Hervey Bay Presbyterian Church

Biblical Eldership (1) – “Why?”

Bible Readings

  • Deuteronomy 1:9-18
  • Numbers 11:10-30

Introduction

Dear brothers and sisters in the Lord Jesus Christ, 

We will have eldership election in the near future. We have already announced this to you.  But before we get to the actual meeting to elect elders, we will listen to what the Scriptures teach about eldership. There will be three sermons, following three questions about Biblical eldership.

  • The “why?” about eldership
  • The “what?” about eldership
  • The “who?” about eldership

Principles of Church government

Let’s begin at the beginning, where all Christian denominations should start. 

The supreme rule for practice and doctrine

We need to hold the Scriptures as our supreme standard for life and worship.  What we believe about church government, should be in agreement with the Scriptures. So, all men in church government must, first of all, believe that the Bible is the Word of God, that it is infallible, sufficient, authoritative and inerrant.  If anyone has a different view on the Scriptures, such a person should not be trusted to become an elder of the church of Christ.

Christ, the Head of the Church

The Scriptures teach that Christ is the Head of the Church.  The Bible says in a few places:

And He [God] put all things under His [Christ’s] feet, and gave Him to be head over all things to the church, which is His body, the fullness of Him who fills all in all. (Ephesians 1:22–23, NKJV)

… may grow up in all things into Him who is the head—Christ—from whom the whole body, joined and knit together by what every joint supplies, according to the effective working by which every part does its share, causes growth of the body for the edifying of itself in love. (Ephesians 4:15–16, NKJV)

and you are complete in Him, who is the head of all principality and power. (Colossians 2:10, NKJV)

“I am the vine, you are the branches. He who abides in Me, and I in him, bears much fruit; for without Me you can do nothing. (John 15:5, NKJV)

… holding fast to the Head, from whom all the body, nourished and knit together by joints and ligaments, grows with the increase that is from God. (Colossians 2:19, NKJV)

Presbyterians hold these principles as precious and authoritative:  Christ is our only Mediator, He is our High Priest, and like a father, He cares for his church.  We have therefore an aversion to any earthly office other than what the Holy Spirit teaches in the Scriptures.  We, therefore, have no human as head of the church. Not even as a representative.  We also have no priest, and we call no one our priest because in Christ the priesthood has come to an end.  The Bible also warns against calling anyone “father”: 

Do not call anyone on earth your father; for One is your Father, He who is in heaven. (Matthew 23:9, NKJV)

What we have is the Holy Spirit who guides us by his Word to understand the Scriptures and order all temporal things of church government.  We seek our rule from the Bible, and we submit to its authority.  The Bible teaches us that Christ is our Head, and that is enough for us.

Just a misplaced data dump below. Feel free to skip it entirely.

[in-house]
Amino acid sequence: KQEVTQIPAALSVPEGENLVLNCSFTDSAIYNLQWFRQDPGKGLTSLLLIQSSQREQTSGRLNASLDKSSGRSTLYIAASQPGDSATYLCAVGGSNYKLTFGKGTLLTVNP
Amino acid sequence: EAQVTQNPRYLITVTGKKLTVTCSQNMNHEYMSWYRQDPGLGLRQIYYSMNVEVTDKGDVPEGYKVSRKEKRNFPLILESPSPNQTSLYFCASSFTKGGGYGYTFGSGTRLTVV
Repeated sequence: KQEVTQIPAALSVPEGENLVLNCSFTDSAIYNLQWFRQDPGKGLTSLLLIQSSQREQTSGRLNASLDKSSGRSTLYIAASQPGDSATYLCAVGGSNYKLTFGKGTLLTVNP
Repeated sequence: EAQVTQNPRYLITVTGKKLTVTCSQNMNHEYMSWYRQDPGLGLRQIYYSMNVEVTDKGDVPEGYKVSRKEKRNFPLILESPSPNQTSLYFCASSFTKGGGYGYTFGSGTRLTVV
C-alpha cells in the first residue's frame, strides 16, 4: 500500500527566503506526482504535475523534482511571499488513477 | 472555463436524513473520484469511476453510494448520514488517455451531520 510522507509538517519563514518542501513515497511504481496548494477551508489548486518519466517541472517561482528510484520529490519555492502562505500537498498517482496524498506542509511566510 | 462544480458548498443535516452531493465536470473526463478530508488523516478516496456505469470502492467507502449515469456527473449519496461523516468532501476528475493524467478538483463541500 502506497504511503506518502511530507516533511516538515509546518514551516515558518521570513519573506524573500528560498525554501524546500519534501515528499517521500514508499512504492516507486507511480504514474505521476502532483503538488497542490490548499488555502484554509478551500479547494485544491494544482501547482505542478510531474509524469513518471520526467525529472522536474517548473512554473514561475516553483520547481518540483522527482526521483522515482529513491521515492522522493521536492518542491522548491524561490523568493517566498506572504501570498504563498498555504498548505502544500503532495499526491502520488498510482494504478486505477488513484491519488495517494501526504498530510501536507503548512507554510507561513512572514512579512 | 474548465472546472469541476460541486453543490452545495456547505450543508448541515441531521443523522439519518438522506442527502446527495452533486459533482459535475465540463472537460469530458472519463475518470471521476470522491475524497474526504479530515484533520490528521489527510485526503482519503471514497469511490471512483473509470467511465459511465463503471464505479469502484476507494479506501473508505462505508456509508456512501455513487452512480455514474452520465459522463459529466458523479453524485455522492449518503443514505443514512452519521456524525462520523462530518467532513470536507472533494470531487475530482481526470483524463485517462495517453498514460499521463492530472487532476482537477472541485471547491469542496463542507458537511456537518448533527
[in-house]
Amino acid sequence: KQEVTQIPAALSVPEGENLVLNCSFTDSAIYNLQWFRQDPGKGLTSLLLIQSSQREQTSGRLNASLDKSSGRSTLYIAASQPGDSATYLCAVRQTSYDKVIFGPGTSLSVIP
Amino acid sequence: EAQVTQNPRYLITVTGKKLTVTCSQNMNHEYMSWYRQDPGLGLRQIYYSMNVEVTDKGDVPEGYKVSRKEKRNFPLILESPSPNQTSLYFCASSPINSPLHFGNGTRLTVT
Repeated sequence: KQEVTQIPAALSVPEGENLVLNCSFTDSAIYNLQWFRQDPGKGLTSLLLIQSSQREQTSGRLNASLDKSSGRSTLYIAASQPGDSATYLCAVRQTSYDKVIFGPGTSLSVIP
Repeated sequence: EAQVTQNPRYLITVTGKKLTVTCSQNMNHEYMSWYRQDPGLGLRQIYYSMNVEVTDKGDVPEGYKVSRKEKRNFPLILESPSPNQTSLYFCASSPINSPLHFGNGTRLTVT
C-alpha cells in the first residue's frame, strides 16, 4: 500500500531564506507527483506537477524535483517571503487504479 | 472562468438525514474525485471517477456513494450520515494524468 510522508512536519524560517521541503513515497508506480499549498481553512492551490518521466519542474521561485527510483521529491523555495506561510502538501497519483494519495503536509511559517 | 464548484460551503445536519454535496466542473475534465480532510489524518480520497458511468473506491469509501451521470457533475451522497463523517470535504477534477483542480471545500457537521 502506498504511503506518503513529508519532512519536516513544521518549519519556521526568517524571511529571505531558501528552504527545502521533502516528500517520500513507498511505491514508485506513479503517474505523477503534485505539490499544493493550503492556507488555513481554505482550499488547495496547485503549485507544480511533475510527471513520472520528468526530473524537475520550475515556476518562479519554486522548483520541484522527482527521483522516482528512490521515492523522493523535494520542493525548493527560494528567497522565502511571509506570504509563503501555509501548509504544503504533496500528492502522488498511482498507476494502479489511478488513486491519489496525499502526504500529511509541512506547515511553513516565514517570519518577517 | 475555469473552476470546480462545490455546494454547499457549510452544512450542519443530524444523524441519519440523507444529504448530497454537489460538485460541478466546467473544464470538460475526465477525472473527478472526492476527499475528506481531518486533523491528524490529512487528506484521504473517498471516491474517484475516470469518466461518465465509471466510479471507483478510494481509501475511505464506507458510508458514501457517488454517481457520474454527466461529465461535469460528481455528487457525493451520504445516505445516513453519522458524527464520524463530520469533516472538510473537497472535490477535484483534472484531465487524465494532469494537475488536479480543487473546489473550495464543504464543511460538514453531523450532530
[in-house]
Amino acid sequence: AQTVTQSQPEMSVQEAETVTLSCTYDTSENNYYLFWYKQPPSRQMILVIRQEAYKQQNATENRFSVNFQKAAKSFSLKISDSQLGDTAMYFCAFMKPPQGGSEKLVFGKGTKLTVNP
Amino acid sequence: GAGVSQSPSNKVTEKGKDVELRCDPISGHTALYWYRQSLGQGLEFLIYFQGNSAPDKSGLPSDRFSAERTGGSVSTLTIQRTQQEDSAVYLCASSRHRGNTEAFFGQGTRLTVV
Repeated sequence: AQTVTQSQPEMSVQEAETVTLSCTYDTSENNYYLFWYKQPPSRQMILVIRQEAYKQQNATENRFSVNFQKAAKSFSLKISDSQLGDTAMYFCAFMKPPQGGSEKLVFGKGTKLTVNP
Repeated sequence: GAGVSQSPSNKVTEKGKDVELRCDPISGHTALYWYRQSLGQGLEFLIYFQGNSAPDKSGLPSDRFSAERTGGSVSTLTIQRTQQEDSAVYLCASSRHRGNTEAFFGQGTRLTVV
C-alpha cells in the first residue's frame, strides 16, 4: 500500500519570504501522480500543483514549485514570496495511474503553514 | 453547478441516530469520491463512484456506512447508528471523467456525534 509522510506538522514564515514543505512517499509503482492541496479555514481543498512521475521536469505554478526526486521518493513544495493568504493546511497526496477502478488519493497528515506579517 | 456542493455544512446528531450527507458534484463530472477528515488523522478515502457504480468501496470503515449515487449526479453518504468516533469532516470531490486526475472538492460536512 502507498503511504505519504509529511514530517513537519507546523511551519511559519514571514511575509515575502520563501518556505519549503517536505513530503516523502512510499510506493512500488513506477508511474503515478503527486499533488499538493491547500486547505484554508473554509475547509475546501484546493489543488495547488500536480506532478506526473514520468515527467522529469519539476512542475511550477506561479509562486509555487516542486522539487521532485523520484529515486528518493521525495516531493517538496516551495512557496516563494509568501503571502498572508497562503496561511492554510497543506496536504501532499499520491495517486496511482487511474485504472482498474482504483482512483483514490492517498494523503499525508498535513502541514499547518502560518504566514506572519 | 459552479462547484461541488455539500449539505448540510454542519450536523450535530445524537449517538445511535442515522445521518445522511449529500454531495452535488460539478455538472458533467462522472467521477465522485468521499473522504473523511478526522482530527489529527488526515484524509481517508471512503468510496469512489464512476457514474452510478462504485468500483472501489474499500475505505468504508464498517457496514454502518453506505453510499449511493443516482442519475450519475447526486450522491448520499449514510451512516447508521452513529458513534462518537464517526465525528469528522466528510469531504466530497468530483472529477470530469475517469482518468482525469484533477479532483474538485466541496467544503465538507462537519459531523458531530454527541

General forms of church government

Papists

Papists believe that the pope is Christ’s representative on earth and that he is the head of all churches and Christians on earth.  Under him there are all manner of offices, including priests, bishops, deacons, canons, arch-deacons, and what not! The pope can declare what is sinful, forgive sin and make infallible proclamations, and even add doctrines not found in the Scriptures.  We reject this notion as fundamentally in contrast and opposition to the teachings of the Scripture.

Episcopal

Episcopal churches understand the Scriptures to teach that every congregation should only have one bishop, in which the oversight of that church rests.  They do believe that there should be a hierarchy from top to bottom, with an archbishop having leadership over a group of churches.  He appoints bishops, who appoints others under him.  The system gets fairly tricky for Presbyterians because we find it difficult to see where canons, archdeacons, vicars, and other office holders come from.  The Anglican Church and some branches of the Methodist Church are episcopal denominations.

Congregational

Congregational denominations do not have any hierarchy.  Their church government is mostly a free arrangement of leadership chosen “demographically”, which means the majority of members decide who will be leaders, and congregational meetings have the authority to hire and sack leaders, and even determine the general teachings of a denomination.  A congregation in a congregational system usually opt to join a broader group of churches (like the COC movement) but can walk away when the majority decides so.  Most charismatic churches follow this form of church government.

Independent

Some other independent churches is a sort of a mix between episcopal and congregational.  These congregation usually starts with leaders in a strong conviction of certain aspects of Bible teaching or a clash of leadership personalities.  These leaders then, in the end, become the de facto bishops, and in many cases, everyone who disagrees with the leadership has to leave.  These leaders are their own authority, and they are not accountable to any structure.  Many of these leaders claim direct revelation from God in the form of visions or something similar in addition to the already declared will of God in the Scriptures.  

Presbyterian and Reformed Churches

Presbyterians and reformed denominations fall in a different category.  Christ is our Head, the Bible is our rule, leaders/elders are chosen by communicant members of the congregation, and perform their duties under the authority of the Scriptures.   What their decisions must be in agreement with is the Scriptures, the agreed confessional creeds and the general rules of the denomination.